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Litchfield shooting: 911 recording shows mother’s concern for suicidal woman
By Charles Swenson
A woman who was shot and killed by a deputy in Litchfield in July had been posting messages on Facebook all day saying she planned to kill herself. She was involved in a dispute over custody of her 3-year-old daughter.
Valerie Harrington, 36, was shot by a deputy who was dispatched to check on her. She charged at the deputy with a knife while he and two colleagues were searching her Litchfield Oaks apartment, according to the Georgetown County Sheriff’s Office, which has not released the name of the deputy.
The sheriff’s office this week released recordings of 911 calls and radio dispatches related to the shooting. The case is still under investigation by the State Law Enforcement Division.
At the request of the 15th Circuit Solicitor’s Office, the sheriff’s office redacted a phone conversation between the deputy and the dispatcher. The deputy’s radio was not working, said Carrie Cuthbertson, spokeswoman for the sheriff’s office. Based on the 911 recordings, only one deputy had radio trouble: Joseph Wilson.
A report from the SLED investigation will go to the solicitor’s office, which will determine if there is any criminal liability.
Just before 5 p.m. on July 12, Harrington’s mother, Reta Abbott, phoned the sheriff’s office to say her daughter was suicidal. “I just came back from there yesterday,” Abbott told a dispatcher. “She needs to be in a hospital.”
Abbott lives in Alabama, where Harrington grew up and graduated from Auburn University with a degree in engineering. She said she learned of her daughter’s threats from the paralegal at Harrington’s attorney’s office. “Her attorney’s office says that she is posting on there that she is going to kill herself. She is in a dispute over custody of her daughter,” Abbott said. “She does not have her daughter right now.”
The dispatcher asked if Harrington had any weapons. “No, ma’m, she does not,” Abbott said. “I took that from her when I left.”
Harrington and her husband divorced in March. The divorce agreement lists a “.243 rifle” among the property Harrington would keep. The agreement also said the parents would have joint custody of their child.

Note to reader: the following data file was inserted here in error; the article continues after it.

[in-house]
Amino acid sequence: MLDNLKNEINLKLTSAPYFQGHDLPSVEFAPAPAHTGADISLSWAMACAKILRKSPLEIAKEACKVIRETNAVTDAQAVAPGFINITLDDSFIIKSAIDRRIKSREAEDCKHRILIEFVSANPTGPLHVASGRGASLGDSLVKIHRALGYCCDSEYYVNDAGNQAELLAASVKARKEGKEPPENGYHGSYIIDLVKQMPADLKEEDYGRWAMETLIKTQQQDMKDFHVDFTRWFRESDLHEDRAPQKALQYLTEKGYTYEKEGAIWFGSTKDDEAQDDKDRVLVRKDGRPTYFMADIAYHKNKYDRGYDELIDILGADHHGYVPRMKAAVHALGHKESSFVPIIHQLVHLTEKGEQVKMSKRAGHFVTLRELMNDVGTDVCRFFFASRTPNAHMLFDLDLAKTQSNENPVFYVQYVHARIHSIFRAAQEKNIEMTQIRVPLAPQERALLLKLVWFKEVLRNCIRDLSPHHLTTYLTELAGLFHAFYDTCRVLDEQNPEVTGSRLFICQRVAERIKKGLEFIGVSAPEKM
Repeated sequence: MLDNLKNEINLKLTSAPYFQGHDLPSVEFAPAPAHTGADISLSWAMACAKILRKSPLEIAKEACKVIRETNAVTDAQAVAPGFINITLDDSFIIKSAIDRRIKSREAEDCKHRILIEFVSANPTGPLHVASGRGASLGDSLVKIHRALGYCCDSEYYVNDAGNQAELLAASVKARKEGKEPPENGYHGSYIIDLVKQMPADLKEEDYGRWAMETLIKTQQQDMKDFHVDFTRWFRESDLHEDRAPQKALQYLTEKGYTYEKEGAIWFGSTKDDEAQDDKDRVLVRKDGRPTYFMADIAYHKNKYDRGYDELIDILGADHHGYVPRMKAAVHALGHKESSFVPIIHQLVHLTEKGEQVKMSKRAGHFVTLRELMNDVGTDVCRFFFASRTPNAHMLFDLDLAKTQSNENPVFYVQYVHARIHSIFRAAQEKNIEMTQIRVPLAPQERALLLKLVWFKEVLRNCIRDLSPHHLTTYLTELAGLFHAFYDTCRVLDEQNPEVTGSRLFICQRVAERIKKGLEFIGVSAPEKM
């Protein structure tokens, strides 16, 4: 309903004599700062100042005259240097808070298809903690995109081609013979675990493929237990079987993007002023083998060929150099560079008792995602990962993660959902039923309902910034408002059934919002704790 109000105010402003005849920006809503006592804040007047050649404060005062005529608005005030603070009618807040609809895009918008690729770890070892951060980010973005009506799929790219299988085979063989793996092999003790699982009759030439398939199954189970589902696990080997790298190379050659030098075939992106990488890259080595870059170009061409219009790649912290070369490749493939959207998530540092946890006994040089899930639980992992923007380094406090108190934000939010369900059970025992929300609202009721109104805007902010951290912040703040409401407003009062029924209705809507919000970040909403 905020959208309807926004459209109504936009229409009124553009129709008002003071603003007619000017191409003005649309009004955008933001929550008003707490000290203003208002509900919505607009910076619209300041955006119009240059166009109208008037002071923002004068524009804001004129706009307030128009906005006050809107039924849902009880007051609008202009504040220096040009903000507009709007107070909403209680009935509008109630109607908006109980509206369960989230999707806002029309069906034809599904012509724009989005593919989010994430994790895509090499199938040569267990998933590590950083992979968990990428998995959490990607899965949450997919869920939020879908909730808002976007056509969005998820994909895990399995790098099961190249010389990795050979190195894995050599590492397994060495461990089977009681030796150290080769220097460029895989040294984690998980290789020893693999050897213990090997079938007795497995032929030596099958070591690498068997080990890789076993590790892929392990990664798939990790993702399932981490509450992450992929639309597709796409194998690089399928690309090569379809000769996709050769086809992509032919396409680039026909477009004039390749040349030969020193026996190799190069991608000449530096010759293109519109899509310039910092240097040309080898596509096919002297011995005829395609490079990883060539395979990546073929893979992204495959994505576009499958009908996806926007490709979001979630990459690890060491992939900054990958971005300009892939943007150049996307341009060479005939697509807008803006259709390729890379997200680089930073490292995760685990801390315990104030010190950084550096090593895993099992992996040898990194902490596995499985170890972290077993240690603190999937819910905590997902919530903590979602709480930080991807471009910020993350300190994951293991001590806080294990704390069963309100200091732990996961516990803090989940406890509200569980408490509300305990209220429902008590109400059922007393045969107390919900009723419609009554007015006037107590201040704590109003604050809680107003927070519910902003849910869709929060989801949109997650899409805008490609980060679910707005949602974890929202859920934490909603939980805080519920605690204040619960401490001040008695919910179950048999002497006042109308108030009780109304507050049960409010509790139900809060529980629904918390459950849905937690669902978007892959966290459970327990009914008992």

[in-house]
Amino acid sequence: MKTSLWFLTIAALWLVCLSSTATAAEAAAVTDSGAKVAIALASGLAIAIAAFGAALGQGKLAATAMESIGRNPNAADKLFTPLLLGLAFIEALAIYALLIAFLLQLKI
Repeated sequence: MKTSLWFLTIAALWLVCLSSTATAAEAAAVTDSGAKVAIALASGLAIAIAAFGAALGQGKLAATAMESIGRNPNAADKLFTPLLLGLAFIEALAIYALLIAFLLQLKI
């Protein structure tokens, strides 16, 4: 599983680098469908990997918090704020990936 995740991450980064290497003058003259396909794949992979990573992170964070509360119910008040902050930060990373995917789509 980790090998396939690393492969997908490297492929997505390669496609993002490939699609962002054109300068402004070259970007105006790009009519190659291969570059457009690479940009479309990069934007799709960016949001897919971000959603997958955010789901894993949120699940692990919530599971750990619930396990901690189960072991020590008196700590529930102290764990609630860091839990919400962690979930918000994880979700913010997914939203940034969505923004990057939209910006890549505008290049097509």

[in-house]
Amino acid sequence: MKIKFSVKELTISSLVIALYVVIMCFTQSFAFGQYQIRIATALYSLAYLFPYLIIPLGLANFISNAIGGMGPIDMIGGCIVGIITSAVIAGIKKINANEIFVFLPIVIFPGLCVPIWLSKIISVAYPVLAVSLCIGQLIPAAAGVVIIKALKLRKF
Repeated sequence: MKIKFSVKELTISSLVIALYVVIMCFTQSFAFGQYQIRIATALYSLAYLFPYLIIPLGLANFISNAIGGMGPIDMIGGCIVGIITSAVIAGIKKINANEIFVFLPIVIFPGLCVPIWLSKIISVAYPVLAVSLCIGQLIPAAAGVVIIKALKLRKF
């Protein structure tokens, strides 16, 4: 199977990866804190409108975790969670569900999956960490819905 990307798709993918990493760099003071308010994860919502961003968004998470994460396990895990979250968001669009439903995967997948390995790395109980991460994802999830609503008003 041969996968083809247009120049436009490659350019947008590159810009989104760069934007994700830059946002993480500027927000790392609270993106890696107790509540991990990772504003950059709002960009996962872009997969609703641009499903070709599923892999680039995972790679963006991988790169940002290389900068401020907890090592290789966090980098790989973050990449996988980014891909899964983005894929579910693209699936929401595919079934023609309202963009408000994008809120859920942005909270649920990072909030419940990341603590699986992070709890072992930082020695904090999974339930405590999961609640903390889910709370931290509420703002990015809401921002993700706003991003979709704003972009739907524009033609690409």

Abbott wasn’t sure of her daughter’s apartment number, but she described the location to the dispatcher. She thought the address might be on file because Harrington had been arrested a couple of weeks earlier for improper use of a telephone, Abbott said.
“Did they say how she’s planning on doing it?” the dispatcher asked.
“No, no,” Abbott said. “All I know is her attorney said that she has been posting on Facebook all day long and that, oh, let me see, said that I need to call 911.”
Abbott, who was composed and even apologetic at the start, choked up as she went over what she was told by the paralegal.
“Alright, we’ll have someone go over there and do a welfare check for her, OK?” the dispatcher said.
“OK,” Abbott said. “I am telling you that she may seem normal, but she is not. So please get, uh, she needs to be in a hospital. Not in a jail cell, but in a hospital.”
Deputy Joseph Wilson was dispatched to Ashcraft Circle in Litchfield Oaks at 5:03 p.m. Deputies are identified on the transmissions by their services numbers, the same numbers they use in completing incident reports.
Wilson was told that he could phone Abbott to get directions to Harrington’s apartment. “I might have an easier time asking the manager there,” he said.
Wilson got a call from another deputy saying, “That’s part of that Kent Road harassment,” referring to the location of the home in Andrews that Harrington deeded to her ex-husband, Joey. He filed a complaint in June that Harrington sent him excessive and disparaging text messages. He also said he thought it was unsafe for their child to stay with Harrington because “she may be drinking or involved with medication.”